Shawn Green's Going Back To Cali
By Taylor Whitley
Street Zebra Magaine
Dodger faithful have not had too much to cheer about the last few years. Enter Shawn Green...
Picture By Diane Stanley
The last two seasons have been anything but a walk in the park for the Los Angeles Dodgers, who have posted back-to-back disappointing seasons. But with a new attitude and rising star Shawn Green in the fold, there appears to be nothing but blue skies on the horizon.
Yes, we know. It sounds like a line from some corny song. But with the infusion of bluebloods Bob Daly and Green, the Dodgers may just be primed to turn this whole mess around.
Obviously, being a successful baseball team requires talent, but it also requires chemistry, a class that the Boys in Blue failed miserably last season.
GONE...is disgruntled outfielder Raul Mondesi, who alienated himself from the organization by going on a profanity-laced tirade that even turned his most loyal fans against him.
IN.... is Southern California boy Shawn Green, who has every Dodger fan drooling with anticipation, thanks to a monstrous 1999 campaign in which he batted .309, with 42 home runs, and 123 RBIs.
Fans shouldn't have to think too hard to remember the last time a player with an average higher than .300 with more than 40 bombs and over 120 ducks knocked off the pond was found in these parts. Does the name Piazza ring a bell?
We can see the headlines now: "Local Boy Comes Home, Brings Championship With Him!" Okay, maybe that's a little much, but you get the picture.
From Little League to the Show
Green, who was born in Des Plaines, Illinois, moved around a bit before finally settling in Tustin (that's Orange County for those of you without a Thomas Guide) at 12 years of age. Success has never been a stranger to the newest Dodger, who began playing organized ball at the age of seven in San Jose, California.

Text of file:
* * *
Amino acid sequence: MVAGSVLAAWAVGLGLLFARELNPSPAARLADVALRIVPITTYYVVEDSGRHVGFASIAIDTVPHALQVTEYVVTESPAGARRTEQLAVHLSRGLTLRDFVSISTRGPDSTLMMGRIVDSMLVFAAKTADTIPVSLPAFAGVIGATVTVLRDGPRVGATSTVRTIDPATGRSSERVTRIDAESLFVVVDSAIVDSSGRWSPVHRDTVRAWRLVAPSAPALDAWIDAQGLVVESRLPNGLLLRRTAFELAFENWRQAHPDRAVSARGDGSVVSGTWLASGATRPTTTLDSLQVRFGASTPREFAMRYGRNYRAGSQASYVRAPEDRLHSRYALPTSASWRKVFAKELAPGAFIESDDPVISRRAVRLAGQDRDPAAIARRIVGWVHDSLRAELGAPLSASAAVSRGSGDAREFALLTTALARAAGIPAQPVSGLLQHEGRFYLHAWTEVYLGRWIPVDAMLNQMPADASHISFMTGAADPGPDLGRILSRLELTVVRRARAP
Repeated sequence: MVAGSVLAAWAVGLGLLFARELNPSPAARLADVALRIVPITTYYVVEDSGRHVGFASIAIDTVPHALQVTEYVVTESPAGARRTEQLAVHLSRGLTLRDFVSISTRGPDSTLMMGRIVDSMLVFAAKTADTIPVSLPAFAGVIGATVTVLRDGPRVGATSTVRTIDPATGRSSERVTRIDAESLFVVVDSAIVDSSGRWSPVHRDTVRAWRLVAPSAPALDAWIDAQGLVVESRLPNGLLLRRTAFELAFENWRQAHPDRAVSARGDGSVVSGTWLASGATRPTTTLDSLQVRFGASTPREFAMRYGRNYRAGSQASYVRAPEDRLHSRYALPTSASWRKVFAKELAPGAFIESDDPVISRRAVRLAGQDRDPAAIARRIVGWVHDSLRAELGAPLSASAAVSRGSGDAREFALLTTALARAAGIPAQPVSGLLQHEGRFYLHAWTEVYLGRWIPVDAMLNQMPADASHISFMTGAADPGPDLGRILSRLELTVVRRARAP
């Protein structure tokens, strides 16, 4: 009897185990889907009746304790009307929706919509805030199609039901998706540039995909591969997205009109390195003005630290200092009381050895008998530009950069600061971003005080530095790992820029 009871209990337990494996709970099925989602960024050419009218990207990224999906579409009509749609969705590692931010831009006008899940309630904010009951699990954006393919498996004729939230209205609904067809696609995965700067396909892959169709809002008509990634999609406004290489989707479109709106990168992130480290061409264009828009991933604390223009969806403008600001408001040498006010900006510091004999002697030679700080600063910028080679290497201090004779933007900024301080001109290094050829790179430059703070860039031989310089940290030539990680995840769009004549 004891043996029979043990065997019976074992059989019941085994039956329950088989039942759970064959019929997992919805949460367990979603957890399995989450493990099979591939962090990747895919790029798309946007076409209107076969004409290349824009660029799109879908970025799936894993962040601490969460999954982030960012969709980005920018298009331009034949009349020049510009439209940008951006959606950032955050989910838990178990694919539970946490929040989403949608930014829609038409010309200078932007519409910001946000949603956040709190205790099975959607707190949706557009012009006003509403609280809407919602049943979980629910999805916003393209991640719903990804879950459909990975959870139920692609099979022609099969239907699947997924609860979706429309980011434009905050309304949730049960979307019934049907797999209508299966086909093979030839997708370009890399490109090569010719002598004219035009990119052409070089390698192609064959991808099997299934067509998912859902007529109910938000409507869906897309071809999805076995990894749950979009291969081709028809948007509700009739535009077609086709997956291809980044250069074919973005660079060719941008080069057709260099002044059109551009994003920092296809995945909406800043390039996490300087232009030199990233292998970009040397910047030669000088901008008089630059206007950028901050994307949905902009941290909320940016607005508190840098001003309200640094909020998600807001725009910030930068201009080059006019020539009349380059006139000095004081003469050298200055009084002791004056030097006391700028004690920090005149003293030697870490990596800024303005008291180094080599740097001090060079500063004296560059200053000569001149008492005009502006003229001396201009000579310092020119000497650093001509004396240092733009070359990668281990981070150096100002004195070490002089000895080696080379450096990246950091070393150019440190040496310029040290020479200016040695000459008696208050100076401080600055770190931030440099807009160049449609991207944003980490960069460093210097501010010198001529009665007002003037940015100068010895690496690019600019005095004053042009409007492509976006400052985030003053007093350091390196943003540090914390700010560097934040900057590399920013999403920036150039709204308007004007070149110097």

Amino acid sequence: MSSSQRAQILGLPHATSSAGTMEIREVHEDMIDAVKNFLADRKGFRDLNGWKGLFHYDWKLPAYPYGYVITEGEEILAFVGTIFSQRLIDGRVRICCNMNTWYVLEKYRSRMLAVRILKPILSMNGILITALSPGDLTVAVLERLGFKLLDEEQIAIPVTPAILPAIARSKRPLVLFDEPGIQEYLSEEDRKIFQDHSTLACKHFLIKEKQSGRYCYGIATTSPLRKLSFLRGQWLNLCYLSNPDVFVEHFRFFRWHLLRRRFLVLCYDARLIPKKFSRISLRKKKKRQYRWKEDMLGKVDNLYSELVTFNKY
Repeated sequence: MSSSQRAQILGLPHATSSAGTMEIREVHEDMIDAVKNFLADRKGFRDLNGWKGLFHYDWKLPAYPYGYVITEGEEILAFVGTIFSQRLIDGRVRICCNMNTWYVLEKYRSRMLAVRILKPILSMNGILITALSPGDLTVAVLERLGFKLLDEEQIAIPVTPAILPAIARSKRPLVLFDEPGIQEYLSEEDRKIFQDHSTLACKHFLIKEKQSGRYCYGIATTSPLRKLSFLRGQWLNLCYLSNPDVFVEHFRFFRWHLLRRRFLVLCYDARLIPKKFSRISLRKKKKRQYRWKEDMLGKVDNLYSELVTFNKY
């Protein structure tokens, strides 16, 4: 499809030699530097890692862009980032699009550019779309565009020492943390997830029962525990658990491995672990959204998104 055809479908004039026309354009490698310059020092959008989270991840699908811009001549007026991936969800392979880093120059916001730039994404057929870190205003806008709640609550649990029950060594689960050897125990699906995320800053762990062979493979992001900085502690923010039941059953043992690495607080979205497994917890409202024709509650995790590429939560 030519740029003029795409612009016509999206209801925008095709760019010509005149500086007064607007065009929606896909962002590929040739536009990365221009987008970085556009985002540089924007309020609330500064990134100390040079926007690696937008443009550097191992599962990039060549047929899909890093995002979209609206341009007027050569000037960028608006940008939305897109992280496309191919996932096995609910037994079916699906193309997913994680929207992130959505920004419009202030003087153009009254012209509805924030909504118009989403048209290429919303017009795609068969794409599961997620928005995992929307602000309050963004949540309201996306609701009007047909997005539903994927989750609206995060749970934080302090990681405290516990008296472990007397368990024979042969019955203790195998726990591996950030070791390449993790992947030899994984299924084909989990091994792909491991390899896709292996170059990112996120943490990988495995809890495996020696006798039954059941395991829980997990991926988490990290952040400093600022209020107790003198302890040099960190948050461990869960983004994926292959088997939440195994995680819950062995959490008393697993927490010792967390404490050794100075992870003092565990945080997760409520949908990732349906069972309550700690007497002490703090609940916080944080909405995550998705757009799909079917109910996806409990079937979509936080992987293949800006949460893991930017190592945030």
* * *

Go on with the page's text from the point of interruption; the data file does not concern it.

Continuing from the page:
"Yeah, we had a great team that went pretty far in the Little League All-Stars," Green recalled.
But this was just a prelude to many successes that were in store for this future All-Star. Green's talents really started to take effect at Tustin High School, where he proved to be an all-around athlete before finally settling down in the outfield.
"In my freshman year, I played basketball and [also] played a little first base and did some pitching. But not too much," Green remembered.
Green's teams at Tustin High may have never won a championship, but they were always contending, reaching the Southern Section finals once and the semi-finals twice. It was somewhere in that span that the dream of becoming a major-league ballplayer began to look like a real possibility.
"Probably in high school, maybe around my sophomore year," he recalled. "I was about 15, and I played in some scout leagues and did well."
These scout leagues, games that took place in the wintertime and on weekends, were exclusively for high-schoolers who appeared to be a cut above the rest. Green agreed that they could be comparable to the American Legion, but with definite advantages.
"Yeah, It's better though. You use wood bats and all the scouts were there. So they start talking to you, and that's when I started thinking I had a chance."
The pro scouts weren't the only ones to recognize the 6'4" lefty's potential, as perennial college powerhouse Stanford came a-knocking. The Cardinal offered Green what amounted to a free ride, but the Toronto Blue Jays had other plans, making him their first round pick (16th overall) in the 1991 Amateur Draft.
The decision wasn't necessarily an easy one for Green, but at that point he knew what would best help him reach his goals.